Giusti A.,DalleMolle Institute for Artificial Intelligence IDSIA |
Salani M.,DalleMolle Institute for Artificial Intelligence IDSIA |
Di Caro G.A.,DalleMolle Institute for Artificial Intelligence IDSIA |
Rizzoli A.E.,DalleMolle Institute for Artificial Intelligence IDSIA |
Gambardella L.M.,DalleMolle Institute for Artificial Intelligence IDSIA
IEEE Transactions on Smart Grid | Year: 2014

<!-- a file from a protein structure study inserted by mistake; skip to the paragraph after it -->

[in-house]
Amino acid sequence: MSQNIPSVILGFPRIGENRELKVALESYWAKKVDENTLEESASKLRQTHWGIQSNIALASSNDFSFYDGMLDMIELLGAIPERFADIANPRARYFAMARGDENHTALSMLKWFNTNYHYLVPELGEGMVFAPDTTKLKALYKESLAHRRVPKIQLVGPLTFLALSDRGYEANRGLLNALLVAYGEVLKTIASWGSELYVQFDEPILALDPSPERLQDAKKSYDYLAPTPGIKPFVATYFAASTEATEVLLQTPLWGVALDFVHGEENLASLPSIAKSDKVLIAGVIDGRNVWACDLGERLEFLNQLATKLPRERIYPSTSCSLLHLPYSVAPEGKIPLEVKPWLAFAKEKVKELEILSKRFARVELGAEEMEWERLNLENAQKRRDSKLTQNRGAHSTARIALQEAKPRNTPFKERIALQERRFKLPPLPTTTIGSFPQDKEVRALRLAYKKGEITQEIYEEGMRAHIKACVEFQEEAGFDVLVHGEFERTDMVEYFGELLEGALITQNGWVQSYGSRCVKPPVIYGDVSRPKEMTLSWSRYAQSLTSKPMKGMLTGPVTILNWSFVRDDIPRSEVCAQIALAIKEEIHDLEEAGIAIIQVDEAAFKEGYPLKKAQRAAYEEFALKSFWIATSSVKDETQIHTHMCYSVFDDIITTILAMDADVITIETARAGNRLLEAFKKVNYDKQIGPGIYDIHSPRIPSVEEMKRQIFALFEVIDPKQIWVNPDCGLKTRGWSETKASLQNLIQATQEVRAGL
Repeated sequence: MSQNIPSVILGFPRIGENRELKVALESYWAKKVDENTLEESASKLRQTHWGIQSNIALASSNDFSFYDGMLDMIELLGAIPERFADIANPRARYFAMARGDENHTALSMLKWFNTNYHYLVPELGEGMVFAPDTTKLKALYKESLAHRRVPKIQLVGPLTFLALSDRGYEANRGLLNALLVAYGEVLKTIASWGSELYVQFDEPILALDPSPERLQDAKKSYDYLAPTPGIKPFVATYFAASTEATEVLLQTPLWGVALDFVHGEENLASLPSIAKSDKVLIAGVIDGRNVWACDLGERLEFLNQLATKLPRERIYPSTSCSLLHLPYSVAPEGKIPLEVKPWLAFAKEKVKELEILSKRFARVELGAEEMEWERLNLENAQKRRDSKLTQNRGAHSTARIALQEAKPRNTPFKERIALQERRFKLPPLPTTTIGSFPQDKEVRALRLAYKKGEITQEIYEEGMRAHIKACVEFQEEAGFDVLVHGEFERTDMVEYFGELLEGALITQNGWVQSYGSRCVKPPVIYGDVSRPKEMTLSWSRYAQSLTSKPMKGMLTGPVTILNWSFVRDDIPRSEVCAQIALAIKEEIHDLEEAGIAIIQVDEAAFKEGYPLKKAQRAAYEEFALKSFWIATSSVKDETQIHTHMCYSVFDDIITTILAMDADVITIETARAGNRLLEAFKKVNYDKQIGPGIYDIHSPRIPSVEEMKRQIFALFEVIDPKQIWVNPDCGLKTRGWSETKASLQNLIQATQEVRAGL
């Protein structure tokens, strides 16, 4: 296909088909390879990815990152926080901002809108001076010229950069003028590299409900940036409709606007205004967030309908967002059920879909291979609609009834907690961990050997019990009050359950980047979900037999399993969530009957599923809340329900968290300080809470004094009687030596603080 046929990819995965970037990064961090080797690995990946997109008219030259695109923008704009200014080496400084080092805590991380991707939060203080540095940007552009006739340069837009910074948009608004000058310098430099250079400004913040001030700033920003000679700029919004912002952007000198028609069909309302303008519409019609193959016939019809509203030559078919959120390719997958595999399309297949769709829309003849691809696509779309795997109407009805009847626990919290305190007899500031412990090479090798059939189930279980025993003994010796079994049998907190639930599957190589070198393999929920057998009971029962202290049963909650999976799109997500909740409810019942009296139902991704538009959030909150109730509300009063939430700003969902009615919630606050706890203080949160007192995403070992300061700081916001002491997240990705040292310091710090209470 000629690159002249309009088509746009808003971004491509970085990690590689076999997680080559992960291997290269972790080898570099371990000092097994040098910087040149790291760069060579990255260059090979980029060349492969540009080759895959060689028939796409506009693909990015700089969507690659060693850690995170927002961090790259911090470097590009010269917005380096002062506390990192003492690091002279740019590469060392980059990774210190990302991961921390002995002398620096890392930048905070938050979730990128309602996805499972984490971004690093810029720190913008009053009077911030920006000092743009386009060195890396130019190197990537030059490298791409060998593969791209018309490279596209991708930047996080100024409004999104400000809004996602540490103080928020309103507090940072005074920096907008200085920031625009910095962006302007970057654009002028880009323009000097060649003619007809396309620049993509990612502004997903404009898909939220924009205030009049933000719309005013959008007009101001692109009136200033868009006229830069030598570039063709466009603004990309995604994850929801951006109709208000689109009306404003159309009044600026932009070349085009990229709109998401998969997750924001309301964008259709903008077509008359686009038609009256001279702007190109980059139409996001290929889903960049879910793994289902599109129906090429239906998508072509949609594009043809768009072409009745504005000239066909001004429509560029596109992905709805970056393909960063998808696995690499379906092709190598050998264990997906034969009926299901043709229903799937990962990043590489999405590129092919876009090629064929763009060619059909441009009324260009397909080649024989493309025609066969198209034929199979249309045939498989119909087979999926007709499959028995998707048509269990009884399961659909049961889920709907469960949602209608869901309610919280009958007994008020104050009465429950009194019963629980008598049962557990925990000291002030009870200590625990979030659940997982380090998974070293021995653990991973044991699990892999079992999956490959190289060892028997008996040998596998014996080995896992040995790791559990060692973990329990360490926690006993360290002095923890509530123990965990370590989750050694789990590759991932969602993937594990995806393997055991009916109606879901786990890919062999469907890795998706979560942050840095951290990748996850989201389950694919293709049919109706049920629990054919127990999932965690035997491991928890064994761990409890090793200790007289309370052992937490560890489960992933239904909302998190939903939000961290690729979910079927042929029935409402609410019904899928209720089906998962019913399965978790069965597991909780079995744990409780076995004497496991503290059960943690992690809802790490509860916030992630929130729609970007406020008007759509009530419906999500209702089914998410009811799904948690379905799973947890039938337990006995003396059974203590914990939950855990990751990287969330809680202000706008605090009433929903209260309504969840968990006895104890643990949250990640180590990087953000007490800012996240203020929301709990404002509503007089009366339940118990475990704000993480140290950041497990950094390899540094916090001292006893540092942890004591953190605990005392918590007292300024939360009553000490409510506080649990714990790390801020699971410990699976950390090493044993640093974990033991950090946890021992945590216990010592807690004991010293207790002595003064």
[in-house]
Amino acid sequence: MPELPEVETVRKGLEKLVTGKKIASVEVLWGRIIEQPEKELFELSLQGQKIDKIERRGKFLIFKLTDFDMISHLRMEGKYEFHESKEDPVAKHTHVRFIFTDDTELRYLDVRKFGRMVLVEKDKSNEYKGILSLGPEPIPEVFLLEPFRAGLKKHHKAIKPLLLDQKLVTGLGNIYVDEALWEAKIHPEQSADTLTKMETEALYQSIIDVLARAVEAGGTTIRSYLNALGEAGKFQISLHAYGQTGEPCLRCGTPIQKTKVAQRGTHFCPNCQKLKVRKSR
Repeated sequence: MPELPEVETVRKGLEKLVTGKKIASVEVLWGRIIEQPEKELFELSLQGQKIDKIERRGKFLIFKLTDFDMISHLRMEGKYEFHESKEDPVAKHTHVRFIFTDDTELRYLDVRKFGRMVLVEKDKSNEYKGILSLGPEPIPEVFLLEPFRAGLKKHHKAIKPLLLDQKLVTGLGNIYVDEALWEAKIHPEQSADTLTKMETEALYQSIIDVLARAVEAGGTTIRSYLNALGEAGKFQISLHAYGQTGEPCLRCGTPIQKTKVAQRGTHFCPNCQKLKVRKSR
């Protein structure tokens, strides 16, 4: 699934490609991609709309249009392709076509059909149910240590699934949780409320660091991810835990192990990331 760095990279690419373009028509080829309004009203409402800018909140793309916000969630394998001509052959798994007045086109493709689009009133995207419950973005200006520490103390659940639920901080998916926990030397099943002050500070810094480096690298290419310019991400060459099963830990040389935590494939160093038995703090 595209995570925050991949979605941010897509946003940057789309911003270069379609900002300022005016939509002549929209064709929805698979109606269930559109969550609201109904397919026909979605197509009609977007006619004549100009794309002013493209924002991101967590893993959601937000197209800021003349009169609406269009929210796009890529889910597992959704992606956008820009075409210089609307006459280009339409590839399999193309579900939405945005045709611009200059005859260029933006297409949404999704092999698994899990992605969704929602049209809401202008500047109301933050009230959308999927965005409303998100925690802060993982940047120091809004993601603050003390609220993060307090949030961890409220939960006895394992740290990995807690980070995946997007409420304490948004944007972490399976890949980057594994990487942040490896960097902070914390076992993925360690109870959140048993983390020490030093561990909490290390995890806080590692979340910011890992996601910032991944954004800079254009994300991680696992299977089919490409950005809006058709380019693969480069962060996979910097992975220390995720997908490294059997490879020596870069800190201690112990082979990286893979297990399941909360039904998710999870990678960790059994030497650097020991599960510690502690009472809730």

We address demand-side management of dispatchable loads in a residential microgrid by means of decentralized controllers deployed in each household. Controllers simultaneously optimize two possibly conflicting objectives: minimization of energy costs for the end user (considering a known, time-dependent tariff) and stabilization of the aggregate load profile (load flattening). The former objective can be optimized independently by each controller. On the other hand, the latter could benefit from a communication infrastructure that allows the controllers to explicitly exchange information and coordinate. To study how different levels of communication pervasiveness affect system performance, we developed a realistic micro-simulation environment accounting for the behavior of residents, dispatchable and non-dispatchable household loads, and the effects on the distribution network. We considered a generic model of communication among household controllers, not tied to any specific technology, and based on the partitioning of the households in a number of groups (neighborhoods). Controllers within the same neighborhood enjoy full connectivity, but cannot interact with controllers outside of their neighborhood. Through extensive simulation experiments, we observed that even communication neighborhoods constituted by as few as 3-4 households are sufficient to effectively stabilize the aggregate network load profile, with minimal bandwidth consumption. Increasing the neighborhood size leads to comparatively negligible performance improvements. We conclude that effective load flattening can be achieved with minimal requirements of communication infrastructure and transmitted information. © 2010-2012 IEEE.